Springfield businesswoman Heather Mansfield is making a name for herself around the globe as a go-to source for reaching people via social media.
The owner of Diosa Communications LLC and principal blogger at Nonprofit Tech 2.0, Mansfield has amassed more than half-a-million online followers, fans and friends with social media.
Her book, “Social Media for Social Good: A How-to Guide for Nonprofits,” published in August by McGraw-Hill, is geared toward community organizations that want to raise money online, but much of her knowledge is applicable to small businesses, too.
The book is built around integration of what Mansfield calls the three eras of online communications:
- Web 1.0 – the static Web, comprises tools such as Web sites and e-newsletters, and for nonprofits, DonateNow buttons and e-advocacy campaigns.
- Web 2.0 – the social Web, moves from broadcasting to engaging through use of social networking sites and blogging.
- Web. 3.0 – the mobile Web, is the newest era, combining the first two but enlisting mobile devices though text messaging, mobile Web sites text-to-give technology and location-based sites such as Gowalla and Foursquare.
At 256 pages, this book isn’t what I’d call light reading, but its content is lined out in an easy-to-follow format.
Kudos to Mansfield, too, for including in each chapter lists of best practices for using the various methods of delivery in the social media toolbox, and for wrapping up her chapters with examples of excellence and suggested Google terms.
Mansfield covers a lot of basics, and she’s blunt at times when she wants to drive a point home. While she still believes Web sites and e-newsletters are a key ingredient to achieve growth, she says that any site or e-newsletter that hasn’t been upgraded in five years is considered outdated.
Though there are more people jumping on the social media bandwagon every day, Mansfield recognizes that it’s a new venture for some, and she offers advice on getting started, from defining goals and objectives to deciding which tools to use. And, she cautions that just because many social media platforms are free doesn’t mean entities shouldn’t invest in them for the desired return on investment – just as they would for other tools.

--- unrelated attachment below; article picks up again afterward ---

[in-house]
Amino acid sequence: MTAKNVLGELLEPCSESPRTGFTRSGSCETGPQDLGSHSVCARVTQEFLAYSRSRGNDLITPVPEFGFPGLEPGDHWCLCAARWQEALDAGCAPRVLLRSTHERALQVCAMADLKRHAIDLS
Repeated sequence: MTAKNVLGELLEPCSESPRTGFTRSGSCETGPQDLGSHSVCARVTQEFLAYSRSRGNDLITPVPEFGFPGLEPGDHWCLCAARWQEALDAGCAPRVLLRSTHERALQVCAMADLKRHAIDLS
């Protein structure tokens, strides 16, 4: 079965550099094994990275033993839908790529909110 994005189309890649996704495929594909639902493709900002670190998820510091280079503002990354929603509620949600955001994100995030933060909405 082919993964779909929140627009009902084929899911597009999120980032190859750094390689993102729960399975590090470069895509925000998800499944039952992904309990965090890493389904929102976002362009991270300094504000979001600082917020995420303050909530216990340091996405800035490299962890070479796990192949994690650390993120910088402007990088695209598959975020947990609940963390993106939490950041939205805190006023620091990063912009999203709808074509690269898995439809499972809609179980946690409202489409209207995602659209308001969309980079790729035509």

“The truth is that you get out of social media what you put into it,” she writes. “If you can invest only five hours a week, then you will get ROI from five hours of work. … If you hire a social media manager who can invest 40 hours a week in engaging your supporters online, then your ROI will be significantly higher.”
She also gives recommendations for how much time should be spent on social media. In the beginning, she suggests 15 hours a week on the “big three,” which she defines as Facebook, Twitter and YouTube. Uploading photos to Flickr, she says, doesn’t take much time, but shooting the digital photos, editing them in sets and collections with tags and titles, can take time, to the tune of five hours a week, which is the same amount of weekly time she suggests for LinkedIn.
For readers who already are engaged in Web 1.0 and Web 2.0, the third section of the book, on the mobile Web, might be the most engaging, from outlining why entities need mobile Web sites to taking a closer look at smart phone apps and tablet apps.
She warns, however, that organizations should be wary of expensive new tools in the social media arena, not only because technology changes so quickly but also because affordability of smart tools might create barriers in terms of the people who can be reached.
The bottom line is that this book covers a lot of ground. If reaching people via social media is appealing, this book is worth your time. Maria Hoover is features editor at Springfield Business Journal. She may be reached at firstname.lastname@example.org.